The proportion of overweight or obese women in India has increased from 21 per cent in 2015-16 to to 24 per cent in 2019-20, according to the latest National Family Health Survey (NFHS)-5 report.
Among men, the proportion has risen to 23 per cent from 19 per cent that was recorded when NFHS-4 took place.
The highest proportion of overweight or obese women is found in Puducherry (46 per cent) followed by Chandigarh (44 per cent), Delhi, Tamil Nadu, and Punjab (41 per cent each), and Kerala and Andaman & Nicobar Islands (38 per cent each), according to the report.
For the first time, the 2019-20 NFHS has measured the waist circumference and hip circumference of women and men between 15 and 49 years of age. This information was used to calculate the waist-to-hip ratio (WHR), which helps to identify the distribution of body fat and predicts abdominal obesity. Abdominal obesity is associated with an increased risk of type-2 diabetes mellitus, myocardial infarction, stroke, and premature death.
According to the NFHS-5 report ,more than half (57 per cent) of women and 48 per cent of men have a WHR that puts them at a substantially increased risk of metabolic complications.
WHR is calculated by dividing the waist measurement by the hip measurement with the formula: waist circumference/hip circumference. According to WHO, a healthy WHR is 0.9 or less in men and 0.85 or less for women.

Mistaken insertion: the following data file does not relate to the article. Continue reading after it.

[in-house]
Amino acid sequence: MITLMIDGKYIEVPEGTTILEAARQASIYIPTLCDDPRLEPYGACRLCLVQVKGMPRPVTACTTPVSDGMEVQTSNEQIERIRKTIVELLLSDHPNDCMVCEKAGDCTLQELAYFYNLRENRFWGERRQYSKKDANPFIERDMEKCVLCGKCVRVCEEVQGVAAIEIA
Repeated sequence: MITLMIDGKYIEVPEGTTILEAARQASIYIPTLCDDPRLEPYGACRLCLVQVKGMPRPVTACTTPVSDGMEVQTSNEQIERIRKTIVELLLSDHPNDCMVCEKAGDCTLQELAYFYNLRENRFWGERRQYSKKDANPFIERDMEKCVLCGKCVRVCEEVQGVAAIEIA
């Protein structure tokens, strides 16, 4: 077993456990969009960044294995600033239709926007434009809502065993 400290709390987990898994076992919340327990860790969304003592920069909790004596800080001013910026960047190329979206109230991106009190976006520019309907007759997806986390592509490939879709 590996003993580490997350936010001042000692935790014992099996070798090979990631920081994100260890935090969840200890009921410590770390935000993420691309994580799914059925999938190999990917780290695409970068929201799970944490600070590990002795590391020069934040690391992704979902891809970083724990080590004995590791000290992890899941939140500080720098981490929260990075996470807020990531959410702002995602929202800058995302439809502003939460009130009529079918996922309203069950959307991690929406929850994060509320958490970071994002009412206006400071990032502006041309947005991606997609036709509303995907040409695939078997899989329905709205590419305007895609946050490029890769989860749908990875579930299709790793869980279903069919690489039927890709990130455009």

When contacted, Dr Shashank Shah, Past President of Obesity Surgery Society of India, told The Indian Express that what is worrying is that not only has there been an increase in obesity but also metabolic syndrome – a cluster of conditions that increases the risk of heart disease, stroke and diabetes.
“There are several reasons for this rising trend among which external environmental pollutants are also contributing factors. There are studies that show links between exposure to endocrine disrupting chemicals and obesity. Not only are we seeing early onset of diabetes and hypertension but I have been witnessing cases of fatty liver in every alternate patient who visits the clinic,” Dr Shah said.
The survey found the proportion of adults with an increased risk WHR increasing with age, from 46 per cent for girls in 15-19 group to 65 per cent in women in the 40-49 group. Among male population, it was found at 28 per cent in 15-19 group and 60 per cent in 40-49 group. The proportion of people having a substantially increased risk WHR was found higher in urban areas than rural areas for both women (60 per cent in urban area over 55 per cent in rural area) and men (50 per cent in urban area as compared to 46 per cent in rural area).
The proportion of women having a substantially increased risk WHR was found to be highest in Jammu & Kashmir (88 per cent) and lowest in Madhya Pradesh at 40 per cent. For men, Chandigarh topped the list with 67 per cent while Meghalaya was at the bottom with 25 per cent.